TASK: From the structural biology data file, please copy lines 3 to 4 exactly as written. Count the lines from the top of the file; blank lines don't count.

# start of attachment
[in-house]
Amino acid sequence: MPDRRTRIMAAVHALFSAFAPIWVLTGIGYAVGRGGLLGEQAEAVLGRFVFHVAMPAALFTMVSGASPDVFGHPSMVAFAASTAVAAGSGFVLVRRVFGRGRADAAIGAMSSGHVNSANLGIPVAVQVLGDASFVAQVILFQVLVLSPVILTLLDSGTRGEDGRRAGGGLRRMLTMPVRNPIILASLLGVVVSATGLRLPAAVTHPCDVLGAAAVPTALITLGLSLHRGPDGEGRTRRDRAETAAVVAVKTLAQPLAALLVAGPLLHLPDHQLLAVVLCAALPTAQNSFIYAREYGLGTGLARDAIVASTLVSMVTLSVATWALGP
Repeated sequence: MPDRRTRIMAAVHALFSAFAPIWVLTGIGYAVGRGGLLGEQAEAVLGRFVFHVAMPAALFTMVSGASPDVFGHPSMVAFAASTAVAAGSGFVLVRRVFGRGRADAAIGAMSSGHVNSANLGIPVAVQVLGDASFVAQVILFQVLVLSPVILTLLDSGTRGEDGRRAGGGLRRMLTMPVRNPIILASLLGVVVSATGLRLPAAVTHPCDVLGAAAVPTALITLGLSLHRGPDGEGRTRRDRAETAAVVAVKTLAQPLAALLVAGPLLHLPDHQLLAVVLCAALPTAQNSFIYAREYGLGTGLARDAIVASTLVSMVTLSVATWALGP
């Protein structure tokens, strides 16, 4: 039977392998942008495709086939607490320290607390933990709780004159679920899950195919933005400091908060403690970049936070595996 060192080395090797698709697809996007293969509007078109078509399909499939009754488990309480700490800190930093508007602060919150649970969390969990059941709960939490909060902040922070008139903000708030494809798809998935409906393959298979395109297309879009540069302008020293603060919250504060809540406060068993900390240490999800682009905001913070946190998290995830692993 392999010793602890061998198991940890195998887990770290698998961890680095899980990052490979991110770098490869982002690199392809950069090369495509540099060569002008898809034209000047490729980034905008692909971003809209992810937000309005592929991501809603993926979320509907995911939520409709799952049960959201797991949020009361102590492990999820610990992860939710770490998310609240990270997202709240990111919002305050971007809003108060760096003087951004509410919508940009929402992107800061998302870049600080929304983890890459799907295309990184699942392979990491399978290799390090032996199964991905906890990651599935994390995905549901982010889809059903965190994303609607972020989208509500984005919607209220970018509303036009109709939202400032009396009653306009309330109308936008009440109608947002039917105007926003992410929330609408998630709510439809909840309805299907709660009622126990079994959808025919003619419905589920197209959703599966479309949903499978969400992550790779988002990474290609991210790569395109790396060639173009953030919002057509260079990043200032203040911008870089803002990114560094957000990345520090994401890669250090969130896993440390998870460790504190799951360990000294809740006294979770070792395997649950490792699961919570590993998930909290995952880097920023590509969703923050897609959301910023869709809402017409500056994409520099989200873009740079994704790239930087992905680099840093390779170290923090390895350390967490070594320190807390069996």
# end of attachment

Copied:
Repeated sequence: MPDRRTRIMAAVHALFSAFAPIWVLTGIGYAVGRGGLLGEQAEAVLGRFVFHVAMPAALFTMVSGASPDVFGHPSMVAFAASTAVAAGSGFVLVRRVFGRGRADAAIGAMSSGHVNSANLGIPVAVQVLGDASFVAQVILFQVLVLSPVILTLLDSGTRGEDGRRAGGGLRRMLTMPVRNPIILASLLGVVVSATGLRLPAAVTHPCDVLGAAAVPTALITLGLSLHRGPDGEGRTRRDRAETAAVVAVKTLAQPLAALLVAGPLLHLPDHQLLAVVLCAALPTAQNSFIYAREYGLGTGLARDAIVASTLVSMVTLSVATWALGP
């Protein structure tokens, strides 16, 4: 039977392998942008495709086939607490320290607390933990709780004159679920899950195919933005400091908060403690970049936070595996 060192080395090797698709697809996007293969509007078109078509399909499939009754488990309480700490800190930093508007602060919150649970969390969990059941709960939490909060902040922070008139903000708030494809798809998935409906393959298979395109297309879009540069302008020293603060919250504060809540406060068993900390240490999800682009905001913070946190998290995830692993 392999010793602890061998198991940890195998887990770290698998961890680095899980990052490979991110770098490869982002690199392809950069090369495509540099060569002008898809034209000047490729980034905008692909971003809209992810937000309005592929991501809603993926979320509907995911939520409709799952049960959201797991949020009361102590492990999820610990992860939710770490998310609240990270997202709240990111919002305050971007809003108060760096003087951004509410919508940009929402992107800061998302870049600080929304983890890459799907295309990184699942392979990491399978290799390090032996199964991905906890990651599935994390995905549901982010889809059903965190994303609607972020989208509500984005919607209220970018509303036009109709939202400032009396009653306009309330109308936008009440109608947002039917105007926003992410929330609408998630709510439809909840309805299907709660009622126990079994959808025919003619419905589920197209959703599966479309949903499978969400992550790779988002990474290609991210790569395109790396060639173009953030919002057509260079990043200032203040911008870089803002990114560094957000990345520090994401890669250090969130896993440390998870460790504190799951360990000294809740006294979770070792395997649950490792699961919570590993998930909290995952880097920023590509969703923050897609959301910023869709809402017409500056994409520099989200873009740079994704790239930087992905680099840093390779170290923090390895350390967490070594320190807390069996």